4. i don't know… i mean, i hear what you are saying, and i guess one might argue that Christ is mercy personified, but i was speaking of the literary technique of personification- giving personal qualities to non-human things, or in this case ideas. And I would argue that mercy ITSELF doesn't "care"! Of course Justice does! But that's a whole nother issue. I think the conflict is a typical truth/grace conflict. The two must be balanced for any kind of healthy life, but sometimes, a person really needs to get ahold of the idea of grace, and mercy, and i think that is what the song is speaking to. The "screaming" God thing is really throwing me off though. God's NEVER screamed at me, thank goodness!

  5. I would say that mercy, even non-personified, DOES care. Take your own definition of "not getting what you deserve"…in you not receiving what you deserve, regardless of what it is or for, there is some form of consideration from the giver of mercy. And because there is consideration of some sort, there clearly *is* some form or caring. Mercy DOES care. Cares enough to consider, cares enough to be merciful, cares enough to be forgiving. 😉

  6. Hey Scott,Stumbled upon the the blog on twitter, and I thought i would chime in! :)My name is Sam, and Im the singer and a songwriter for the band Luminate, Before you read please know this is from my heart and i promise this is not written in defense! Just want to share my intentions and heart behind the song if thats cool!I know everyone is entitled to their own opinion, and I know we all hear and read things a little different. But the overwhelming majority of people who have written me about being moved closer to Christ and their destiny by the lyrics in the song seem to think that the lyric, is saying no matter what "you've done" Christ mercy is waiting for you. The promise of REDEMPTION for the lost sinner, or the follower of Christ running from his destiny! In the song I personify Jesus as JESUS. I didn't intended to personify the word Mercy to Jesus or Christ. We do not deserve his love and purpose for us yet he shows us MERCY, not only that he gives us a part in his Kingdom and Eternity.As for the "Screaming, Just Come Home" line. I wrote that lyric to show the picture that Christ is MADLY IN LOVE WITH US. It was not saying Your father is SCREAMING AT YOU! 🙂 It is a picture of his unaltered passion he has for his children. He is personally crying out for YOU, the individual to come home! It creates an intimate bond with the creator of the universe! And i can remember when reading the words of Christ when i myself was running from God and the words of Christ and paul literally got my attention because the words WERE SCREAMING into my soul. I then realized the love and passion, Christ has for me, and I realized that i am apart of His Kingdom which is greater than my own!Hope you hear my heart, I love discussion like this just wanted to throw this out there! Love ya'll and thanks for posting!! its really good to ask questions and discuss things with fellow believers! so keep doing what your doing!!Also be sure to check out our other songs. You might enjoy them! And i definitely recommend going to a concert. We allow the spirit of God to do what He wants and its not a "Rockstar Show". We just love to Worship! :)Here is a video i posted explaining the meaning of the song , it is from my heart and my personal struggles and honest. As a band we promote the message of Love, and encouragement to people to embrace their purpose in Christ for his Kingdom.;=relatedKeep in Touch, and Know you are loved!Much Love!!!Samuel Hancock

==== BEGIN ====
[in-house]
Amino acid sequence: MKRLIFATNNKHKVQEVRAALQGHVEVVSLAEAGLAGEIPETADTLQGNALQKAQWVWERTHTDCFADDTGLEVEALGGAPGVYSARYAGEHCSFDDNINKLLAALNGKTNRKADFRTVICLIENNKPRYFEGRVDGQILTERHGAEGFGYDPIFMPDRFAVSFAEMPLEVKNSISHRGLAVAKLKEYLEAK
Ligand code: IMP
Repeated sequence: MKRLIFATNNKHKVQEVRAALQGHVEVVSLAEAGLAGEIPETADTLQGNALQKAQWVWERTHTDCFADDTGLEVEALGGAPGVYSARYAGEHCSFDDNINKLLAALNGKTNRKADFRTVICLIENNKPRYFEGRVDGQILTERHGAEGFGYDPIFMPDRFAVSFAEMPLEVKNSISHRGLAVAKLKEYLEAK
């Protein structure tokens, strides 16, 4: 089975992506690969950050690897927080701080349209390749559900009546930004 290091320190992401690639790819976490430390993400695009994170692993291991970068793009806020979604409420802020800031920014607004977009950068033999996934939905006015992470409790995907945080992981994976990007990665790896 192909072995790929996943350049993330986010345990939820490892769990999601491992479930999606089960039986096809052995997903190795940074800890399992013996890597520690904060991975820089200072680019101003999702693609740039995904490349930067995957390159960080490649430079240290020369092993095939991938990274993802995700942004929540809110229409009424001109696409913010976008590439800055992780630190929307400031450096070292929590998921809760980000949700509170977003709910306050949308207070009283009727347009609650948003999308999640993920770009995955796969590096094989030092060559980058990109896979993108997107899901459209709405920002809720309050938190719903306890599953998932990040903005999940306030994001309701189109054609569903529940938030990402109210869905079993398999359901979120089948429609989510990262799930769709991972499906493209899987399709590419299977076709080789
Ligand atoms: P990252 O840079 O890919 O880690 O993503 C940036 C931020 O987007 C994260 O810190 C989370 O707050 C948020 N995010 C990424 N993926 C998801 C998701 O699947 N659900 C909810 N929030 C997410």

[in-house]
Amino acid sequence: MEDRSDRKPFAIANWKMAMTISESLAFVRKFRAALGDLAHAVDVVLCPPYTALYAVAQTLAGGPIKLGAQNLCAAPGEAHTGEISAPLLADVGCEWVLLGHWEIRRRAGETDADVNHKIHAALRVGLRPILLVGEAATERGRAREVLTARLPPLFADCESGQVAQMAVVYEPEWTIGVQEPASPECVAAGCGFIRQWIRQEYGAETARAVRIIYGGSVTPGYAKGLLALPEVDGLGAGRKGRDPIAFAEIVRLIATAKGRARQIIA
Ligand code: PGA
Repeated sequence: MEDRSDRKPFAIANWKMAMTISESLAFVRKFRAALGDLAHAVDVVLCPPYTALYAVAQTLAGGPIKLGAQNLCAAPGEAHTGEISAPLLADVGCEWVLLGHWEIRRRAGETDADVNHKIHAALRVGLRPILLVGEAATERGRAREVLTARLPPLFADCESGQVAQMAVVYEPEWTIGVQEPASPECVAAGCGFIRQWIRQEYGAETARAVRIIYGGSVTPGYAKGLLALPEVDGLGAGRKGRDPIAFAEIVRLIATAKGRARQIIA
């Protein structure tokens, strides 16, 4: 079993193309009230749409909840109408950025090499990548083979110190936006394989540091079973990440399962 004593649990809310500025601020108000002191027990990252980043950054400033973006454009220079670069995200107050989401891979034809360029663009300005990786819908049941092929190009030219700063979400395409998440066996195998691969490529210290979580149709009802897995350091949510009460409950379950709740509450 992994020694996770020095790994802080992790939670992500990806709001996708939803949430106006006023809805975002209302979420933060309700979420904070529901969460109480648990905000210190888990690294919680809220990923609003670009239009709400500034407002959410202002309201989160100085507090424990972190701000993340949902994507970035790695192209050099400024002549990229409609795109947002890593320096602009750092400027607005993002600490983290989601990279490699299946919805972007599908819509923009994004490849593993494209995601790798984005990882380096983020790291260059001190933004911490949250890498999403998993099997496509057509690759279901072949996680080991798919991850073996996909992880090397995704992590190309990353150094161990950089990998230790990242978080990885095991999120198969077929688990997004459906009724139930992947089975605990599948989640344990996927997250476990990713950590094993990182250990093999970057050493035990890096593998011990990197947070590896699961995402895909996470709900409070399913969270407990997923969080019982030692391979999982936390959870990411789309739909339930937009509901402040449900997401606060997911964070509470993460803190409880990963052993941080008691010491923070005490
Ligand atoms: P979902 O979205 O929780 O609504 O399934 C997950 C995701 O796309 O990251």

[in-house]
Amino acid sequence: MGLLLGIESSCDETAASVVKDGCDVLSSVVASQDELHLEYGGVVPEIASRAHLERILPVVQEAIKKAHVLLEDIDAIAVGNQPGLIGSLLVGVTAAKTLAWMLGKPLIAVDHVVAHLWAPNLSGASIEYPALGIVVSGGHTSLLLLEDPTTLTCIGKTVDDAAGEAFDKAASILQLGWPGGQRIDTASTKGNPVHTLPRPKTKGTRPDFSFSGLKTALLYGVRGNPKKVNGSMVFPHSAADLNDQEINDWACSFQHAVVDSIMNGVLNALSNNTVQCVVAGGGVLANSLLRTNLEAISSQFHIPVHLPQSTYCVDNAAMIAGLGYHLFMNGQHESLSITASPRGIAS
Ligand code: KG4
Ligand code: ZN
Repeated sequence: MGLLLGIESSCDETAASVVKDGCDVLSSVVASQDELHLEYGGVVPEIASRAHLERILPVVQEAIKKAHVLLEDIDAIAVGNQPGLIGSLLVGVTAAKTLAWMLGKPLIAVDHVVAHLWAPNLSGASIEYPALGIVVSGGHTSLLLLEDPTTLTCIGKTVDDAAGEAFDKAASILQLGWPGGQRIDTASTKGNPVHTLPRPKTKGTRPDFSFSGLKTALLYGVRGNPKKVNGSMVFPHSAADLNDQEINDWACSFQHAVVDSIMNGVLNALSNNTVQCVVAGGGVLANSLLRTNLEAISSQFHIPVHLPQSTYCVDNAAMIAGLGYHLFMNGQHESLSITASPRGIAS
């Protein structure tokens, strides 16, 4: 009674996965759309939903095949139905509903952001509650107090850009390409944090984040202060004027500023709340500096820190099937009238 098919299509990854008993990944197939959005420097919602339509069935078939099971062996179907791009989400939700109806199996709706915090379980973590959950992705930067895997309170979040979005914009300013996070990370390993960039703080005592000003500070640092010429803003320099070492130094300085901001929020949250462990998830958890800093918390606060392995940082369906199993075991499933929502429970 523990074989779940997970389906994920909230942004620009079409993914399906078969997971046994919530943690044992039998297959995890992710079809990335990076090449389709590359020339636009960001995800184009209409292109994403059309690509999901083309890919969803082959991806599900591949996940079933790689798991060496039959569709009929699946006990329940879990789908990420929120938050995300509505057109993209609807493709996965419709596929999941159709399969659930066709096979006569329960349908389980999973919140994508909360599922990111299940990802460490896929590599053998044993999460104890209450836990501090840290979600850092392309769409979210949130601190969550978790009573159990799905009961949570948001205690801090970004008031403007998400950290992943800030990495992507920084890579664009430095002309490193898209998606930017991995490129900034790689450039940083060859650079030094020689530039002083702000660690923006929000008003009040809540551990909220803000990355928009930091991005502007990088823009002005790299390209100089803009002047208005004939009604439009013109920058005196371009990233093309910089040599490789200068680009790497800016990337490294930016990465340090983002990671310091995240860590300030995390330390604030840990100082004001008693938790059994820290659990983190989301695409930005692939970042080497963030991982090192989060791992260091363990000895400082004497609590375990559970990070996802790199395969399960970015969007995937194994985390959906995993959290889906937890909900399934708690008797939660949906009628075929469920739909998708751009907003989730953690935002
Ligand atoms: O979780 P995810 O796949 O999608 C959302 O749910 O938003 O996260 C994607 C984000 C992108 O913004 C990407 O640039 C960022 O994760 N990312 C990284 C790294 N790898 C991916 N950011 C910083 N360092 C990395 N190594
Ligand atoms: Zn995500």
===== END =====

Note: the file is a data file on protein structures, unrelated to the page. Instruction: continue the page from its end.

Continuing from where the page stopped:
7. I've never heard the song, but I did read through the thread and found the discussion pretty interesting. I see Scott's point about "mercy", although Sam's explanation seems valid (from a songwriter's perspective, anyway). Sometimes we take license when we write to make things fit/flow/etc. Maybe this wasn't the best use of that license, but I think his intention is on course.That said, the "screaming" line still doesn't make sense to me. If someone "madly in love" with me screamed at me, I'd run far and wide. His intention doesn't match up for me. But at the end of the day, this is his personal expression and if he knows this feeling that's all that matters. The only thing that truly rubs me the wrong way is his advertisement to come to a show and check out his album. There's a time and place for self-promotion, and this was not really the time or the place. I happen to have a show tonight at the Waller Grange at 7pm, but you don't see me plugging in Scott's blog. Oh wait…:P

  8. I'd have to say I agree with Sam on this one. I don't think Mercy cares what you've done. Does He care that you've sinned. Absolutely. But does He care which sin? No. Sin is sin, no matter what it is, and as long as we confess and repent He is faithful and just to forgive us. As far as the "God screaming" part making it look as though God doesn't have control… He can woo, He can speak, He can order steps but as far as a sinner coming home… We have a sovereign will and He can't make a person repent. So I guess that's the one thing He doesn't have control over.